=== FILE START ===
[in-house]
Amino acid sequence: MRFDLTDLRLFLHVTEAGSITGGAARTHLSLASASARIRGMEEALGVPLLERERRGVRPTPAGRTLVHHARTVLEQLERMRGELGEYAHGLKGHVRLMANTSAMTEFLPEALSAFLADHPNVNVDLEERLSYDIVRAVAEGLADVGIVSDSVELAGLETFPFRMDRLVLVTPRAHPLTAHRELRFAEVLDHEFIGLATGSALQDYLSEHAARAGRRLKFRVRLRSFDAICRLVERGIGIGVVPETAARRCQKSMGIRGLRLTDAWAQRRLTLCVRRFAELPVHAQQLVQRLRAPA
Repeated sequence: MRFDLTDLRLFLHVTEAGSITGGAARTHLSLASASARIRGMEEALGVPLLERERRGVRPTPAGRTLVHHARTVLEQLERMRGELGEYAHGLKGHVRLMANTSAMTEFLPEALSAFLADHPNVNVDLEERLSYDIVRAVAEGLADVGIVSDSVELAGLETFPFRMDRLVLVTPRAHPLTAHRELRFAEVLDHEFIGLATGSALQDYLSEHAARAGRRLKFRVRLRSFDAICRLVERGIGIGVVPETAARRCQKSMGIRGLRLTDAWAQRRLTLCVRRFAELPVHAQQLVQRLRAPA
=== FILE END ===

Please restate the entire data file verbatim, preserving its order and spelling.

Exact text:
[in-house]
Amino acid sequence: MRFDLTDLRLFLHVTEAGSITGGAARTHLSLASASARIRGMEEALGVPLLERERRGVRPTPAGRTLVHHARTVLEQLERMRGELGEYAHGLKGHVRLMANTSAMTEFLPEALSAFLADHPNVNVDLEERLSYDIVRAVAEGLADVGIVSDSVELAGLETFPFRMDRLVLVTPRAHPLTAHRELRFAEVLDHEFIGLATGSALQDYLSEHAARAGRRLKFRVRLRSFDAICRLVERGIGIGVVPETAARRCQKSMGIRGLRLTDAWAQRRLTLCVRRFAELPVHAQQLVQRLRAPA
Repeated sequence: MRFDLTDLRLFLHVTEAGSITGGAARTHLSLASASARIRGMEEALGVPLLERERRGVRPTPAGRTLVHHARTVLEQLERMRGELGEYAHGLKGHVRLMANTSAMTEFLPEALSAFLADHPNVNVDLEERLSYDIVRAVAEGLADVGIVSDSVELAGLETFPFRMDRLVLVTPRAHPLTAHRELRFAEVLDHEFIGLATGSALQDYLSEHAARAGRRLKFRVRLRSFDAICRLVERGIGIGVVPETAARRCQKSMGIRGLRLTDAWAQRRLTLCVRRFAELPVHAQQLVQRLRAPA